October 24, 2010

| perri dermatology
Medically reviewed by Anthony J. Perri, M.D.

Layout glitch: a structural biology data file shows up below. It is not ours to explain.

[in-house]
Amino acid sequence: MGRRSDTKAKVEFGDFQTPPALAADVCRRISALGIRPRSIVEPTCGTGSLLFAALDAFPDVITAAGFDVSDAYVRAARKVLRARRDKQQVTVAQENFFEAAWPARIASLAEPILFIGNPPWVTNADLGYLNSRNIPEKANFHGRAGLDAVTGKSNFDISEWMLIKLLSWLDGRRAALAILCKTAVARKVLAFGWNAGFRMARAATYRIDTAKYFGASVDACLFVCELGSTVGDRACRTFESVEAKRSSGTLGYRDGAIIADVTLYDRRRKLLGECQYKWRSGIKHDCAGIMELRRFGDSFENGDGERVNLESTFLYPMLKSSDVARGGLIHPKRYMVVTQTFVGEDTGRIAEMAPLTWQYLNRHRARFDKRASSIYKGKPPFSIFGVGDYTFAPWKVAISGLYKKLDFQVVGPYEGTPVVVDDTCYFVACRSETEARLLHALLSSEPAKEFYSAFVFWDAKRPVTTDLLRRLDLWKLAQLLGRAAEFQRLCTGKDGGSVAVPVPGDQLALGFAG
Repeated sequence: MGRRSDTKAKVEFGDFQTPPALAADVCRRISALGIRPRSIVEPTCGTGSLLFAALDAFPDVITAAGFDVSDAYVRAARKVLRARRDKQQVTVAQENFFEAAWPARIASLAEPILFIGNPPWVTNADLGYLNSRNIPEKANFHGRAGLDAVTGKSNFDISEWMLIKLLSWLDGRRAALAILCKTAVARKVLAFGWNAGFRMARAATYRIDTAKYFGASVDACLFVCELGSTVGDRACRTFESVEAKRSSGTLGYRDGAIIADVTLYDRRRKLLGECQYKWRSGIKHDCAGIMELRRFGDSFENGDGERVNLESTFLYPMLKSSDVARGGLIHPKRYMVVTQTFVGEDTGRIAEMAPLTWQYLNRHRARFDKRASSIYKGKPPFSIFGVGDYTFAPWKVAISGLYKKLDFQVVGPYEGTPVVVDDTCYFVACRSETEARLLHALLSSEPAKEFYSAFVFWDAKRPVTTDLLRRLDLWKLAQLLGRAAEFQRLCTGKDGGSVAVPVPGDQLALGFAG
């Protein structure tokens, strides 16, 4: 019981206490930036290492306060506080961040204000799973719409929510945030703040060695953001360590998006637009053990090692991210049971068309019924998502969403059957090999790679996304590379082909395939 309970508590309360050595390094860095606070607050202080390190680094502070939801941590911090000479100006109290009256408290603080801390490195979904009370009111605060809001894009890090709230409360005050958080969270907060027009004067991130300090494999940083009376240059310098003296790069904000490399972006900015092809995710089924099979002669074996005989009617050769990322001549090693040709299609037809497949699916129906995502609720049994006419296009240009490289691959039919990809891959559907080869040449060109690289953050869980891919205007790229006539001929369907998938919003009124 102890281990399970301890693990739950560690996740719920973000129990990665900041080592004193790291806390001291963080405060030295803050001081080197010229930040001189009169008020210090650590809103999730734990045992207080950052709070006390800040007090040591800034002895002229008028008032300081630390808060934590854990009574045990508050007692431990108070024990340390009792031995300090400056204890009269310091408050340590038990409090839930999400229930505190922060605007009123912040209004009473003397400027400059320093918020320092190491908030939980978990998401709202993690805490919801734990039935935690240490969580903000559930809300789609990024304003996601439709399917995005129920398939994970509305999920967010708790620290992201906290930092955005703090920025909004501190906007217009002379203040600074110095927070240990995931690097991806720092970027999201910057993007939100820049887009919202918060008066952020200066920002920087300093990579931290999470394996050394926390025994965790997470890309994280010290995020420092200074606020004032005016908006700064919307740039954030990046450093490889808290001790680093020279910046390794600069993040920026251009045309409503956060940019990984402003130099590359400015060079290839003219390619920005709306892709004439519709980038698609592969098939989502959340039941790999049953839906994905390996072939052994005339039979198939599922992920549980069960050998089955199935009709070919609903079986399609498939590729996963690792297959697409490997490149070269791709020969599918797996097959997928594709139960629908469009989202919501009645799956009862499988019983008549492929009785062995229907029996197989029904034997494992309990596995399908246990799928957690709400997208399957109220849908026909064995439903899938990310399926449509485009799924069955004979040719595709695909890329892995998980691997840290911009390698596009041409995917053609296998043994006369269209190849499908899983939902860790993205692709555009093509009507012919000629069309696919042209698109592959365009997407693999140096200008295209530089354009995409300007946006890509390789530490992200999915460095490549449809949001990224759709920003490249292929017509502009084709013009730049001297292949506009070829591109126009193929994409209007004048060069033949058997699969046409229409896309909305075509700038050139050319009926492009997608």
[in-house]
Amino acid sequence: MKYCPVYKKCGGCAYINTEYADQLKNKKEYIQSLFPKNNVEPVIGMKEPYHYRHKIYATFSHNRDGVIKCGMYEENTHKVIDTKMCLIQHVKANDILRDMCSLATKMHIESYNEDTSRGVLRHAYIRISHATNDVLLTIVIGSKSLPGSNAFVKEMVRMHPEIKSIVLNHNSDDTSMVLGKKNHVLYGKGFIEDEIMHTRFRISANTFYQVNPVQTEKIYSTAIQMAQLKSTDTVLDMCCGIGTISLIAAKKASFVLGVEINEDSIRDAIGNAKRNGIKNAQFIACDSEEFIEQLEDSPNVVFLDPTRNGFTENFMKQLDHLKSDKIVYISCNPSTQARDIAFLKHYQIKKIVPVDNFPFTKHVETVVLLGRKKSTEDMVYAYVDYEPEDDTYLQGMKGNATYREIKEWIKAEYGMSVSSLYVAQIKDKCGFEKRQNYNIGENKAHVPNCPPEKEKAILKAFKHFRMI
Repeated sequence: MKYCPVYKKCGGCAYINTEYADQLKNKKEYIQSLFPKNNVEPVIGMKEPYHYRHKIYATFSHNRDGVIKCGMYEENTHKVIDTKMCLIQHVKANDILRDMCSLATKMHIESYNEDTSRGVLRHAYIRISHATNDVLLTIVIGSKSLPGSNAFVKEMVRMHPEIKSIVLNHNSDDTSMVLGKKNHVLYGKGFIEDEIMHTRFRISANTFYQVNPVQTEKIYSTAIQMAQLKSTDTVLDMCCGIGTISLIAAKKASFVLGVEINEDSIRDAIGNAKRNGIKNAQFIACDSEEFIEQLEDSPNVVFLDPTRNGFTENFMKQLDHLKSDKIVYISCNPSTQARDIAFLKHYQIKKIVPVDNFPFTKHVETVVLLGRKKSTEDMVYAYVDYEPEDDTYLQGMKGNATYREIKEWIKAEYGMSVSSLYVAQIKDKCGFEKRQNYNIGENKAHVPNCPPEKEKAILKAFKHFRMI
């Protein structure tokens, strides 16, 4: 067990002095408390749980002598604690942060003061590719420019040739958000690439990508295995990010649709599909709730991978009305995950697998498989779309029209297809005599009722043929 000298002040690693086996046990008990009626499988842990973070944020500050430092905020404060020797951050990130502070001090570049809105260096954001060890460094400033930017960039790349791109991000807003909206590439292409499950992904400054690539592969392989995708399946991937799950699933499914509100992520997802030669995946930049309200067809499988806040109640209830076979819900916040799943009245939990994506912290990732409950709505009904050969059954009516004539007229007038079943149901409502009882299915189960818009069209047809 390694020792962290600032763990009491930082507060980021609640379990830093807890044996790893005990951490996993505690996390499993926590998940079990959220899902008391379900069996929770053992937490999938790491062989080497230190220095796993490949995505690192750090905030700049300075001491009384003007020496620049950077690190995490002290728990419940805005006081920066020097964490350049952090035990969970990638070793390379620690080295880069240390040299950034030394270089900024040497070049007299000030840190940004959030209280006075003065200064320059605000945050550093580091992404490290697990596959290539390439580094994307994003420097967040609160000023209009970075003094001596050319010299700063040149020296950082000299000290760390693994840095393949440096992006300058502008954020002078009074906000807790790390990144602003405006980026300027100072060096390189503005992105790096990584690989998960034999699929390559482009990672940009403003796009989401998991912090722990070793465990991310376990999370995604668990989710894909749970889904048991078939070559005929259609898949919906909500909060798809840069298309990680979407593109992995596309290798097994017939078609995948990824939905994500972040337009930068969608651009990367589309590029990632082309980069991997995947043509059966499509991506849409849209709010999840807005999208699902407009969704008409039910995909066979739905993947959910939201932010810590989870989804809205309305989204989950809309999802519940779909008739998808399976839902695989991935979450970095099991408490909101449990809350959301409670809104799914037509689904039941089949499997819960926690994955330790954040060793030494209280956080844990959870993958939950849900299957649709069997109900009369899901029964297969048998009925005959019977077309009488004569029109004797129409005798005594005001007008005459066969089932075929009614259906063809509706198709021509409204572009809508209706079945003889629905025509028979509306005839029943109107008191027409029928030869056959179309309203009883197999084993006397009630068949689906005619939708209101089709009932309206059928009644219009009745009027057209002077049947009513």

Chromoblastomycosis is a “deep fungus” infection that I occasionally encounter in both my The Woodlands dermatology and Conroe dermatology offices.  Chromoblastomycosis is caused by dematiaceous fungi, which are melanin producing, and the most common cause is Fonsecaea pedrosoi.  Chromoblastomycosis usually occurs on the lower extremities and is predominantly seen in men.  Farmers are the most common group with this fungal infection.  The infection usually begins with trauma to the skin such as a thorn piercing the leg.  A small wart like papule is the first manifestation of Chromoblastomycosis and gradually increases in size resulting in a large verrucous plaque with scarring.  The infection is slowly progressive and only in rare cases does it disseminate to the internal organs.  In long standing cases, squamous cell cancers can arise in the Chromoblastomycosis.  Diagnosis is made through skin biopsy in which characteristic pigmented fungal sclerotic bodies are seen which appear like”copper pennies.”  These “copper pennies” are called Medlar bodies.  Surgical treatment or cryotherapy has been effective in smaller lesions, but larger plaques require systemic antifungals such as Itraconazole daily for over a year.Chromoblastomycosis | perri dermatology